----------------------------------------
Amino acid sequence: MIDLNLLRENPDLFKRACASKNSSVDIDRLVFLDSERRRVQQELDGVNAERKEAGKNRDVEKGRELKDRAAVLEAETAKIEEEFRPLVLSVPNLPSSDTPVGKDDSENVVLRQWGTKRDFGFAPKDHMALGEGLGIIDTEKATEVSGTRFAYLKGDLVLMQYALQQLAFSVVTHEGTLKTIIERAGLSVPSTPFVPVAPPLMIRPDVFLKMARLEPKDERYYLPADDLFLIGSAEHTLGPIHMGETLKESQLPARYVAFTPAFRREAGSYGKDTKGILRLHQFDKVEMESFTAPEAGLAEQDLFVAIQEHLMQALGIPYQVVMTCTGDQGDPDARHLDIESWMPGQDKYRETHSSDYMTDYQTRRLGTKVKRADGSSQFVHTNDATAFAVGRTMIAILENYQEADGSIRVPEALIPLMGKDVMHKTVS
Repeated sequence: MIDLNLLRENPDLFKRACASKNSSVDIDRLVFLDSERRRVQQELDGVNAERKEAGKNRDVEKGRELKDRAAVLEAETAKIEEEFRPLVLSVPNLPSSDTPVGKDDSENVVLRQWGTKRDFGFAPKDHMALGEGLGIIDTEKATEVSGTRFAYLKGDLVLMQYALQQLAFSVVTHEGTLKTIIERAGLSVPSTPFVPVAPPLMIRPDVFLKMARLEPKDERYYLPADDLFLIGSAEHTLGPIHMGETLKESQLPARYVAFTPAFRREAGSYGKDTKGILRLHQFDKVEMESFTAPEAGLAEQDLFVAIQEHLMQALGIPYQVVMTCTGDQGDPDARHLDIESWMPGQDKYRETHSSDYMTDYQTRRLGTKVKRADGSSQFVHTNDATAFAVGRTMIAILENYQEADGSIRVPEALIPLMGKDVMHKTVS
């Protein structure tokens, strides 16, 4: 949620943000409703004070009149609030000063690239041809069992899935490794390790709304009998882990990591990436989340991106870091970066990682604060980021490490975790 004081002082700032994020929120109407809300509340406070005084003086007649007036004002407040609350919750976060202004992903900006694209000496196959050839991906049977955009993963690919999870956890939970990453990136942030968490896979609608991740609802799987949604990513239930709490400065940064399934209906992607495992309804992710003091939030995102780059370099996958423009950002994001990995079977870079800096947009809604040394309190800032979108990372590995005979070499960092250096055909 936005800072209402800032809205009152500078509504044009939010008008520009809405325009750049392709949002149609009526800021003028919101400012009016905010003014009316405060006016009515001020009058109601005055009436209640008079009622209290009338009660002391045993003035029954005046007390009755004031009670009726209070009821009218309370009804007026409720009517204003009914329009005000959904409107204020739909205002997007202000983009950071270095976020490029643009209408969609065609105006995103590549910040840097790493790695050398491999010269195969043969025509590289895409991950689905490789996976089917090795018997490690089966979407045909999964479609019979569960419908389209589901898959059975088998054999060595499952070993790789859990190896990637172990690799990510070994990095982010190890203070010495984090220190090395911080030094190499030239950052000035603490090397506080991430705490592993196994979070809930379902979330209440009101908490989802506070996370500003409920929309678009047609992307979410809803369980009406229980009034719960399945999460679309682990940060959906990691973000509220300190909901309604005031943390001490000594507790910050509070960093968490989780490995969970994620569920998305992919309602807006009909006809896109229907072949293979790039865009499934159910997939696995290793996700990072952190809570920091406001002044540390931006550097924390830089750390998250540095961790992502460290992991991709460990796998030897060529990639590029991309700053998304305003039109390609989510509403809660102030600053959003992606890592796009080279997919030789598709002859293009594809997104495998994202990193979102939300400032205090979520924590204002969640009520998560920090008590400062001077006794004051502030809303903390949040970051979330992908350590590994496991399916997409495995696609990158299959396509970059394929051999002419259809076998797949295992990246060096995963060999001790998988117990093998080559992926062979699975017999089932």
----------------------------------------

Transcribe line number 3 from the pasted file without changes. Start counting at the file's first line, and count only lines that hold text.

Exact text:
């Protein structure tokens, strides 16, 4: 949620943000409703004070009149609030000063690239041809069992899935490794390790709304009998882990990591990436989340991106870091970066990682604060980021490490975790 004081002082700032994020929120109407809300509340406070005084003086007649007036004002407040609350919750976060202004992903900006694209000496196959050839991906049977955009993963690919999870956890939970990453990136942030968490896979609608991740609802799987949604990513239930709490400065940064399934209906992607495992309804992710003091939030995102780059370099996958423009950002994001990995079977870079800096947009809604040394309190800032979108990372590995005979070499960092250096055909 936005800072209402800032809205009152500078509504044009939010008008520009809405325009750049392709949002149609009526800021003028919101400012009016905010003014009316405060006016009515001020009058109601005055009436209640008079009622209290009338009660002391045993003035029954005046007390009755004031009670009726209070009821009218309370009804007026409720009517204003009914329009005000959904409107204020739909205002997007202000983009950071270095976020490029643009209408969609065609105006995103590549910040840097790493790695050398491999010269195969043969025509590289895409991950689905490789996976089917090795018997490690089966979407045909999964479609019979569960419908389209589901898959059975088998054999060595499952070993790789859990190896990637172990690799990510070994990095982010190890203070010495984090220190090395911080030094190499030239950052000035603490090397506080991430705490592993196994979070809930379902979330209440009101908490989802506070996370500003409920929309678009047609992307979410809803369980009406229980009034719960399945999460679309682990940060959906990691973000509220300190909901309604005031943390001490000594507790910050509070960093968490989780490995969970994620569920998305992919309602807006009909006809896109229907072949293979790039865009499934159910997939696995290793996700990072952190809570920091406001002044540390931006550097924390830089750390998250540095961790992502460290992991991709460990796998030897060529990639590029991309700053998304305003039109390609989510509403809660102030600053959003992606890592796009080279997919030789598709002859293009594809997104495998994202990193979102939300400032205090979520924590204002969640009520998560920090008590400062001077006794004051502030809303903390949040970051979330992908350590590994496991399916997409495995696609990158299959396509970059394929051999002419259809076998797949295992990246060096995963060999001790998988117990093998080559992926062979699975017999089932």